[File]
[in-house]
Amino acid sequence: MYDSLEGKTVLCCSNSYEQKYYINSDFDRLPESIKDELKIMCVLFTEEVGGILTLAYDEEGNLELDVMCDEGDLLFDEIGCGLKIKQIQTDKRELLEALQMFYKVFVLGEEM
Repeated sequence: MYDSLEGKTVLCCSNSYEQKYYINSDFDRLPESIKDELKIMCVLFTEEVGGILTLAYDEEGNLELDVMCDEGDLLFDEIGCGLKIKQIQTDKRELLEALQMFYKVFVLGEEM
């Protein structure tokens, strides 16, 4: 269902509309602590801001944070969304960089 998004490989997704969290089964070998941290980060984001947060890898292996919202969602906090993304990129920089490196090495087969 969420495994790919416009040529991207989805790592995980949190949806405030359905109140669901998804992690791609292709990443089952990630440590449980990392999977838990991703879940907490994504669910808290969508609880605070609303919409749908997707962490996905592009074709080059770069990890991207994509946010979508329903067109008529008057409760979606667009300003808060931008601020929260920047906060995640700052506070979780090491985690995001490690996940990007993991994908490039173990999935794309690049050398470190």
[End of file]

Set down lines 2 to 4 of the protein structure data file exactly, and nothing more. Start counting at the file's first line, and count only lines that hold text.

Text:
Amino acid sequence: MYDSLEGKTVLCCSNSYEQKYYINSDFDRLPESIKDELKIMCVLFTEEVGGILTLAYDEEGNLELDVMCDEGDLLFDEIGCGLKIKQIQTDKRELLEALQMFYKVFVLGEEM
Repeated sequence: MYDSLEGKTVLCCSNSYEQKYYINSDFDRLPESIKDELKIMCVLFTEEVGGILTLAYDEEGNLELDVMCDEGDLLFDEIGCGLKIKQIQTDKRELLEALQMFYKVFVLGEEM
């Protein structure tokens, strides 16, 4: 269902509309602590801001944070969304960089 998004490989997704969290089964070998941290980060984001947060890898292996919202969602906090993304990129920089490196090495087969 969420495994790919416009040529991207989805790592995980949190949806405030359905109140669901998804992690791609292709990443089952990630440590449980990392999977838990991703879940907490994504669910808290969508609880605070609303919409749908997707962490996905592009074709080059770069990890991207994509946010979508329903067109008529008057409760979606667009300003808060931008601020929260920047906060995640700052506070979780090491985690995001490690996940990007993991994908490039173990999935794309690049050398470190």